Labor Secretary Solis and I appreciate the work that safety engineers, industrial hygienists and other safety and health professionals bring to workplaces. Every day your members are protecting fellow workers from hazards that can cause debilitating illness, horrible injuries, and death. I know you cannot hear this enough: You are heroes to your workers and their families.

I particularly appreciate the testimonies that ASSE's Chris Patton and AIHA's Aaron Trippler gave earlier this month at OSHA's all-day OSHA Listens event here in Washington. I think the OSHA Listens forum energized OSHA staff by reminding them of the needs and expectations of our stakeholders.

Many speakers traveled long distances to participate in the forum, including family members of workers who have been killed on the job. When you hear the testimonies of these families, it drives home the point that we must find ways to work together to ensure that no one in America should fear dying on the job just to earn a paycheck.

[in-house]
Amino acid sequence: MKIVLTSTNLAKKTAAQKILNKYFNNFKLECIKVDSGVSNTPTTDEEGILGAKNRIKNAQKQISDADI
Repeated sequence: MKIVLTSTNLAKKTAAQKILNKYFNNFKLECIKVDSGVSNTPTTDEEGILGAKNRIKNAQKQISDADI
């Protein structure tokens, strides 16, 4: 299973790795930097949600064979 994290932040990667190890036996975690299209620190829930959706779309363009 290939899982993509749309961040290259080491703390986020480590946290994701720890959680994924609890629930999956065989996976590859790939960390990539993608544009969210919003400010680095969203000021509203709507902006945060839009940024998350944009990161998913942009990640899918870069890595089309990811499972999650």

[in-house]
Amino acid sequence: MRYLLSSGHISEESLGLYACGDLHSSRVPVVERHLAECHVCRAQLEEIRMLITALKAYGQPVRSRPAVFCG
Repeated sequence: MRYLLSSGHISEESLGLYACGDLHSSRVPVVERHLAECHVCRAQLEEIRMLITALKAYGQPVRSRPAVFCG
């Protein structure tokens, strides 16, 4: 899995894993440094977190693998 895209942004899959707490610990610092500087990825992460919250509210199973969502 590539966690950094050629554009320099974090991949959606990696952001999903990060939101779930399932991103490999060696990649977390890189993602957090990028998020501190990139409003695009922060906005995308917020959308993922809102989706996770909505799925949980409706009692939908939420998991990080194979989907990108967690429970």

We planned the OSHA Listens forum as part of President Obama's Open Government initiative. The program was Webcast live, and a transcript of speakers' remarks has been posted on the OSHA Webpage. We also have posted comments e-mailed to us over the last few weeks, and we'll continue to post all comments received until the end of this month.

OSHA Leadership Update

I arrived at OSHA four months ago to continue the progress that Jordan Barab began under the direction of Secretary Solis.

I'm an epidemiologist, which means I look at data to understand why people become sick and get injured. At OSHA, I'm using my experience to abate occupational hazards that threaten the health and safety of working men and women.

When I meet with business owners and trade organizations, I make it clear that 5,000 preventable worker deaths and 4 million injuries recorded in our Nation every year are expensive, disruptive, wasteful, and completely unnecessary. Also preventable are the thousands more who become ill in later years from present occupational exposures.

I'm also telling the business community that the sooner we can find ways to work together to reverse this deadly toll, the better off our country will be.